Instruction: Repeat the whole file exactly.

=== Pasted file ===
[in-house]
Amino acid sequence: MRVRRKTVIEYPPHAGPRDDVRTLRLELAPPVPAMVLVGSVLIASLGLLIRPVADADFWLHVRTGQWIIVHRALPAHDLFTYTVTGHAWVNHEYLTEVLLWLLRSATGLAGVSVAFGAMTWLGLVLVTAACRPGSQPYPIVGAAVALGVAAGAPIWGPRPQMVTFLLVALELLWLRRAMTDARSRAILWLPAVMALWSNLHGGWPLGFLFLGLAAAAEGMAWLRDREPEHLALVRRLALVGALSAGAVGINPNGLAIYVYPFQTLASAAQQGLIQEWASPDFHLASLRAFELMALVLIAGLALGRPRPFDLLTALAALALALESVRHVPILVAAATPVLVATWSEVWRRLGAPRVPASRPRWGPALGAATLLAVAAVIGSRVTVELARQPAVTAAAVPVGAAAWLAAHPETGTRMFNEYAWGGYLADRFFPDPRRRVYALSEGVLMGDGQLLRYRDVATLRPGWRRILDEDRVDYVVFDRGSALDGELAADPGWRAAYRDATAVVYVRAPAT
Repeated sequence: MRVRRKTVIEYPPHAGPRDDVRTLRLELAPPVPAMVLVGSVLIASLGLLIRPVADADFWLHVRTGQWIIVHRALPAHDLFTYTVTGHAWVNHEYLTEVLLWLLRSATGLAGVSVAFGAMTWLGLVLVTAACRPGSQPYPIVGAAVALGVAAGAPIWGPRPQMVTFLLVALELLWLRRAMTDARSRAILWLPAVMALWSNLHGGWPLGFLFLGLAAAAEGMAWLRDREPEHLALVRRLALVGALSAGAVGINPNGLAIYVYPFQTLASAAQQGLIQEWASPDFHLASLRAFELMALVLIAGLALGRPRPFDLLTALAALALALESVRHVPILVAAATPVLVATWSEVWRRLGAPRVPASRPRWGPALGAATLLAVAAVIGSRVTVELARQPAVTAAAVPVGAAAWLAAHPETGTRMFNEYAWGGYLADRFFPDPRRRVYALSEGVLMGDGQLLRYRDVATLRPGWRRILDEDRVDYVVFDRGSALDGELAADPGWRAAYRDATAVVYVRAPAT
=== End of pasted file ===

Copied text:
[in-house]
Amino acid sequence: MRVRRKTVIEYPPHAGPRDDVRTLRLELAPPVPAMVLVGSVLIASLGLLIRPVADADFWLHVRTGQWIIVHRALPAHDLFTYTVTGHAWVNHEYLTEVLLWLLRSATGLAGVSVAFGAMTWLGLVLVTAACRPGSQPYPIVGAAVALGVAAGAPIWGPRPQMVTFLLVALELLWLRRAMTDARSRAILWLPAVMALWSNLHGGWPLGFLFLGLAAAAEGMAWLRDREPEHLALVRRLALVGALSAGAVGINPNGLAIYVYPFQTLASAAQQGLIQEWASPDFHLASLRAFELMALVLIAGLALGRPRPFDLLTALAALALALESVRHVPILVAAATPVLVATWSEVWRRLGAPRVPASRPRWGPALGAATLLAVAAVIGSRVTVELARQPAVTAAAVPVGAAAWLAAHPETGTRMFNEYAWGGYLADRFFPDPRRRVYALSEGVLMGDGQLLRYRDVATLRPGWRRILDEDRVDYVVFDRGSALDGELAADPGWRAAYRDATAVVYVRAPAT
Repeated sequence: MRVRRKTVIEYPPHAGPRDDVRTLRLELAPPVPAMVLVGSVLIASLGLLIRPVADADFWLHVRTGQWIIVHRALPAHDLFTYTVTGHAWVNHEYLTEVLLWLLRSATGLAGVSVAFGAMTWLGLVLVTAACRPGSQPYPIVGAAVALGVAAGAPIWGPRPQMVTFLLVALELLWLRRAMTDARSRAILWLPAVMALWSNLHGGWPLGFLFLGLAAAAEGMAWLRDREPEHLALVRRLALVGALSAGAVGINPNGLAIYVYPFQTLASAAQQGLIQEWASPDFHLASLRAFELMALVLIAGLALGRPRPFDLLTALAALALALESVRHVPILVAAATPVLVATWSEVWRRLGAPRVPASRPRWGPALGAATLLAVAAVIGSRVTVELARQPAVTAAAVPVGAAAWLAAHPETGTRMFNEYAWGGYLADRFFPDPRRRVYALSEGVLMGDGQLLRYRDVATLRPGWRRILDEDRVDYVVFDRGSALDGELAADPGWRAAYRDATAVVYVRAPAT